Fifty-three years ago, on August 28, the Reverend Dr. Martin Luther King Jr. gave his iconic "I Have A Dream" speech. While King has been mostly sanitized as America's hero, "I Have A Dream" is a revolutionary speech that condemns racial injustice, demands equality for all marginalized people, and seemingly seeks to dismantle racist structures all across the United States. Near the beginning of King’s legendary speech, he offers a few lines about the bounced check America’s made out to black Americans.
“In a sense we've come to our nation's capital to cash a check,” he said. “When the architects of our republic wrote the magnificent words of the Constitution and the Declaration of Independence, they were signing a promissory note to which every American was to fall heir. This note was a promise that all men, yes, black men as well as white men, would be guaranteed the 'unalienable Rights' of 'Life, Liberty and the pursuit of Happiness.' It is obvious today that America has defaulted on this promissory note, insofar as her citizens of color are concerned. Instead of honoring this sacred obligation, America has given the Negro people a bad check, a check which has come back marked 'insufficient funds'."
The charismatic preacher and organizer's 1963 speech is bursting with unifying rhetoric around America's ability to be exceptional. King spoke powerfully about how his fellow Americans could build a just nation where all citizens, regardless of their race or ethnicity, can have access to equality. "And so even though we face the difficulties of today and tomorrow, I still have a dream,” he said. “It is a dream deeply rooted in the American Dream. I have a dream that one day this nation will rise up and live out the true meaning of its creed: 'We hold these truths to be self-evident, that all men are created equal.'"
While I'm a middle-class black American woman with two degrees, I still must bear witness to the same atrocities King spoke of. I am still writing about racism — police brutality, housing segregation, failing schools — the very issues King fought to dismantle.
Some politicians misinterpret King’s speech to mean Americans should live in a colorblind society where good character traits are enough to circumvent racism. Republicans have appropriated “I Have A Dream” to rebut everything from affirmative action to the Affordable Care Act. Take the time when actress Stacey Dash said on Fox News that she supported candidate Mitt Romney "not by the color of his skin but the content of his character," an oft-quoted line from "I Have A Dream."
This is why understand not just the most-quoted lines, but also the rest of Dr. King's speech, matters so much: He lays out a dynamic vision of an America where justice for marginalized people is first priority. He wants to cash the check.
“I Have A Dream” is truly a radical speech that’s especially relevant in a tumultuous America where systemic inequality still runs rampant. There's been racial progress: America's first African-American president is completing his second term. "Whites only" signs no longer dominate lunch counters, water fountains, and bathrooms. Movie theaters, buses, and schools aren't legally separated. Washington, D.C. — the political city where King delivered "I Have A Dream"— is gearing up to open the first national African-American museum, mere feet from a statue honoring King himself.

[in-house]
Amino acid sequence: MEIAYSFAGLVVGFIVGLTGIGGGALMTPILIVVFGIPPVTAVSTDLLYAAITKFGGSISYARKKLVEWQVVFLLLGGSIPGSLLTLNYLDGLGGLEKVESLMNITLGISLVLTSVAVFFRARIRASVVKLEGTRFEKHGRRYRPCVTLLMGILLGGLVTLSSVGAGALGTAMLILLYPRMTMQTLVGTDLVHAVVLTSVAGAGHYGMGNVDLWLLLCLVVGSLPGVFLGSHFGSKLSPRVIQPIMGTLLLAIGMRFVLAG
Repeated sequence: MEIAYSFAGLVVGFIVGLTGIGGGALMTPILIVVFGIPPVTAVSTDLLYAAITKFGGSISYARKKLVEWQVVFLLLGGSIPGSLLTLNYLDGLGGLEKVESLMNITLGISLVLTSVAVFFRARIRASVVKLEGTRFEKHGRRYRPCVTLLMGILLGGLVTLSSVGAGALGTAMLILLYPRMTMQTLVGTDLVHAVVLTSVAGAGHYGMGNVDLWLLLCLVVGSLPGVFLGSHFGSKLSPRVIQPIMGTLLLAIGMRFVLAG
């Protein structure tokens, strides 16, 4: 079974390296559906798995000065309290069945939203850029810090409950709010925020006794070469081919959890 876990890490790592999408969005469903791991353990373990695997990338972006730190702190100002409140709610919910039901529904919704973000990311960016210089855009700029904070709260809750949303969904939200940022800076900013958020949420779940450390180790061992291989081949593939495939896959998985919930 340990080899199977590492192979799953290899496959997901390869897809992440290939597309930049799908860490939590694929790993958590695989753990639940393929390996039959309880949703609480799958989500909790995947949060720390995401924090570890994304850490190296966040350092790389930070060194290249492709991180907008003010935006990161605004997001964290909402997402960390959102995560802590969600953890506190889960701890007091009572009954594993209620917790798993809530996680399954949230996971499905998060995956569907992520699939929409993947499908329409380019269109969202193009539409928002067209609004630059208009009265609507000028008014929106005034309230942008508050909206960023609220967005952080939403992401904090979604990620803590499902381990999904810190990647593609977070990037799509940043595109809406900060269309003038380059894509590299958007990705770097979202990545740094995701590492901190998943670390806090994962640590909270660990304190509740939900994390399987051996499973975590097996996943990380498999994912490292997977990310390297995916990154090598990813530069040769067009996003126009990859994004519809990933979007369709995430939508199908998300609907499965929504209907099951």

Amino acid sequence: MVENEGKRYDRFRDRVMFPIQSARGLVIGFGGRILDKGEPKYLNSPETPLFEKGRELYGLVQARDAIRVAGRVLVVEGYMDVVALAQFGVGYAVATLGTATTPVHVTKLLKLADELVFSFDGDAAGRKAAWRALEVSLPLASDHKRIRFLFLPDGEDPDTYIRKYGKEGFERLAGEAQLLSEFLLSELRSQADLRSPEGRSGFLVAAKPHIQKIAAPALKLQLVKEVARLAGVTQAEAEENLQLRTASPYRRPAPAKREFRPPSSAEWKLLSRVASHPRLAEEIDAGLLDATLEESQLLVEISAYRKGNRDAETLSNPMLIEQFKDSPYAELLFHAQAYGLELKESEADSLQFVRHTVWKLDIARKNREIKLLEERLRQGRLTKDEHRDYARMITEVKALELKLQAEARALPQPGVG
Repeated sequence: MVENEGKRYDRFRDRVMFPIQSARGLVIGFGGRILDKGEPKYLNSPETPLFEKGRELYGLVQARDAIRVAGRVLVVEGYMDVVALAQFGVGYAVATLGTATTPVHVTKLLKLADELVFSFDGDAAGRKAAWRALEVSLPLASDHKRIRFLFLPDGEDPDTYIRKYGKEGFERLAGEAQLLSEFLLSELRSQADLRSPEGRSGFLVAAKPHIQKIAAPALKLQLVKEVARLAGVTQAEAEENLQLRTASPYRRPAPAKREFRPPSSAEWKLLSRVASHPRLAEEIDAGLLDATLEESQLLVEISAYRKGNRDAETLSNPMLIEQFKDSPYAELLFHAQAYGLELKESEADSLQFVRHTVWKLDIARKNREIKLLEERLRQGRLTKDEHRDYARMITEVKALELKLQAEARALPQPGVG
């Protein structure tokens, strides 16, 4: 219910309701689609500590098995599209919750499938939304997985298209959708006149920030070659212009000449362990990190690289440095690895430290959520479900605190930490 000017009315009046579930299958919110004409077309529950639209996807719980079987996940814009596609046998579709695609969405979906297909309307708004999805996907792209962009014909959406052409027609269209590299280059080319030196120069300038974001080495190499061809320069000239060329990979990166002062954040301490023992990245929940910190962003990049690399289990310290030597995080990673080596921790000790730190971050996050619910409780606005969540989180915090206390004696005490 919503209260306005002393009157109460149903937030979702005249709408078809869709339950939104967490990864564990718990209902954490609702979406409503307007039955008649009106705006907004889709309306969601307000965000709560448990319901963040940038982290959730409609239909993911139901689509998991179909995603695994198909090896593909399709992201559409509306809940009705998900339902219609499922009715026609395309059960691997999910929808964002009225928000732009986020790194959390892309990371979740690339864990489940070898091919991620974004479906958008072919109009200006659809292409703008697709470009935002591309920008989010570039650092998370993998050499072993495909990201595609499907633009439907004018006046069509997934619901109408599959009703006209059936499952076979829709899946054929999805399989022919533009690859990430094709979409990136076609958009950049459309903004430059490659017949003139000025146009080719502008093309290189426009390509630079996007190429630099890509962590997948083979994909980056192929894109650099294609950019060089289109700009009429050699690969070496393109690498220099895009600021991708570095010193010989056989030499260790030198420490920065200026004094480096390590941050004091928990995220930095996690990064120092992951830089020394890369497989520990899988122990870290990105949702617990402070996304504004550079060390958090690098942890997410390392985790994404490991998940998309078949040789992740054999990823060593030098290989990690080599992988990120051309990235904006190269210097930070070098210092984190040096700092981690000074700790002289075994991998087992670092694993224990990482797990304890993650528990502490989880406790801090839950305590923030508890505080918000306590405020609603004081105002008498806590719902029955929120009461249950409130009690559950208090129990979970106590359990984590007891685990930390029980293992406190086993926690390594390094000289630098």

But the check is still being returned with insufficient funds: Black women are the most educated group in America — and still making 60 cents for every white man's dollar. “I Have A Dream” matters in a world where the faulty “black-on-black violence” argument is used to negate state-sanctioned violence against black people. Dr. King’s powerful words matter in an America where children of color are funneled through the school-to-prison pipeline while their parents are incarcerated in droves. Black Americans are redlined, segregated, and have been stripped of the same voting rights King fought to instate.
While I'm a middle-class black American woman with two degrees, I still must bear witness to the same atrocities King spoke of. I am still writing about racism — police brutality, housing segregation, failing schools — the very issues King fought to dismantle. It's emotionally taxing to again and again and again write about another African-American being gunned down by those tasked with serving and protecting us. The burden is heavy, but I imagine it was even heavier on King when he delivered "I Have A Dream."
“We can never be satisfied as long as the Negro is the victim of the unspeakable horrors of police brutality,” King said. If that is the measure of equality, black Americans are still not satisfied, and haven’t been offered justice. If the criminal justice system is designed to protect the innocence of the innocent and convict the guiltiest of the guilty, it has immeasurably failed black Americans. High-profile cases of police violence in Baton Rouge, Milwaukee, and Minneapolis have sent activists to the streets, demanding justice. Yet the vast majority of officers who shoot the fatal bullets never spend a single day in jail.
The boiling racial tensions make this particular "I Have A Dream" anniversary that much more painful. For all of the progress America has made, there's still a check marked "justice" that's being returned with insufficient funds. MLK’s dream of a just world for people of color is still unfulfilled — and until America addresses systemic inequality, we will all be waiting for the check to be cashed.